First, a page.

I have a few friends who relocated to Chicago from Austin. When I tried to entice one of
them to come along to see the Octopus Project, he cranked that they were too cutesy, relying on artsy theatrics and a transparently thin frontwoman. As the band set up, I started to see the root of his complaints. The band draped the amps with Christmas lights and cloth covers that made them look like glowing pointy-eared ghosts, tied white balloons on strings to their equipment and themselves, and the males of the band wore matching outfits of white button-down shirts with pencil-thin black ties. Just looking at the tiny stage packed with balloons and other artsy accessories, I could feel how this could become cloying.
The rubbery opening synth line to “Exit Council” burst through the speakers and someone threw a mass of white balloons out over the audience. The song, which is the lead track off of 2004’s One Ten Hundred Thousand Million is a good example of The Octopus Project’s approach to songwriting: a mixture of electronic elements like chiptune keyboard lines and some synthesized rhythm mashed up with punkish guitar riffs and bombastic live drumming. It’s akin to the sugar high you’d get blowing a Saturday morning on Frosted Flakes and NES. It’s also just a short enough track that it grabs your attention, slaps you around a bit, and then disappears. “It was cute,” I grumbled, now having the added joy of white balloons repeatedly hitting me in the head. (Though I found a remedy in popping them with my pen in-between scribbling notes.)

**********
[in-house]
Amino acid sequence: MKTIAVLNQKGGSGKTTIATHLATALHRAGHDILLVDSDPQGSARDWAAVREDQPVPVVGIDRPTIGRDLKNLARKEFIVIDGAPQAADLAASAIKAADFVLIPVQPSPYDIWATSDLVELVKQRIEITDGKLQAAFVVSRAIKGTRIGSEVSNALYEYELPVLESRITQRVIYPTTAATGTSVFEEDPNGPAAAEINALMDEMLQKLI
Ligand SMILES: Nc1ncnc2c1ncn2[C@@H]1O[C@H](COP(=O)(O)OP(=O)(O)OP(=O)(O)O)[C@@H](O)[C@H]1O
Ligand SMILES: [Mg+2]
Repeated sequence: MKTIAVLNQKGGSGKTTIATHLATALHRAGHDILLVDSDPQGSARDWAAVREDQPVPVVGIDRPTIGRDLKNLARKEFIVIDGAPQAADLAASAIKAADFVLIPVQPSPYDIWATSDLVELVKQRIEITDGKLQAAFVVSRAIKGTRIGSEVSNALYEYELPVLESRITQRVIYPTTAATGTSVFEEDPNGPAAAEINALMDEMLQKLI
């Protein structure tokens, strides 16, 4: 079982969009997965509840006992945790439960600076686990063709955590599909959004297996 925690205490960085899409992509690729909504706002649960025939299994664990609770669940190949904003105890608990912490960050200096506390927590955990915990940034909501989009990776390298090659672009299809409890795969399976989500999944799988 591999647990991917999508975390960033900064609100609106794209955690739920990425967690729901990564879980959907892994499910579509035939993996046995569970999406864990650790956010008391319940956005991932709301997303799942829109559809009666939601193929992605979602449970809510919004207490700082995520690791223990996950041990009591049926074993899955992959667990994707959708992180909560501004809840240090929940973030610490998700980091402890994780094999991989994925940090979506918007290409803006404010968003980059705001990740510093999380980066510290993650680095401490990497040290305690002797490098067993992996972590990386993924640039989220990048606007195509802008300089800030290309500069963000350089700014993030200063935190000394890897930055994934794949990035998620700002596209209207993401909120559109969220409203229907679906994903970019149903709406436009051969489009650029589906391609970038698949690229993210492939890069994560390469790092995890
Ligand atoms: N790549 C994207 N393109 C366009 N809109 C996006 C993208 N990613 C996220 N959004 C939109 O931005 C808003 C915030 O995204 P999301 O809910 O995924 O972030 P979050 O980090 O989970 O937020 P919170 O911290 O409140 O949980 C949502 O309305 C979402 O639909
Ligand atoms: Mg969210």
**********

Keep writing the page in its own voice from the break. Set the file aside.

One nice thing is their persistence of utilizing Toto Miranda’s live drumming; he plays his fucking heart out. Ultimately, it’s all good fun, bristling with energy that transfers easily out to the audience (as cute as the plush toys that they sell next to their records at the merch table) bright jangly guitars sit next to big beat loops. It’s all a kind of major chord madness. A few songs in, they slowed things down with one of their post-Tortoise numbers, laden with Encino Morricone twanging guitar facing off with Yvonne Lambert playing the lead on the Theremin. Though it feels like the Theremin has been resurrected again as a cheeky gimmick, she has far more talent at playing it than most I’ve seen.
The slower numbers on One Ten Hundred Thousand Million are the less interesting of the bunch, pleasant but even less appropriate live. They moved into “Music is Happiness,” which shows off Octopus Project’s anthemic side, a persistent stomping beat coupling with a ripping punkish guitar line. There’s a great control of the energy; toward the end, the song slows down, letting the mood build before it shoots back up to an inevitable apex. The songs always end right when they should, just before they get too saccrine.
The highlight of the evening came with “Tuxedo Hat”, a videogame tune all grown up as a mass of rubbery bass mixes with a memorable lead guitar line. The drummer did double duty on this track, triggering samples along with intensely playing. The crowd danced quite a bit for a group of Chicagoians, who, in my experience, are a breed of people who prefer to stare while swaying minimally.
The way that the Octopus Project combine the sugary exuberance of the Exploding Plastix’s ectronic-laden pop and the lysergic whimsy of the Flaming Lips can be a bit much, but they back it up with a strong live presence. With their upcoming gig at Coachella (surprisingly they won it when unbeknownst to them, a fan entered them in a MySpace contest) the exposure of the band will more than likely grow exponentially.
Originally published on www.looserecord.com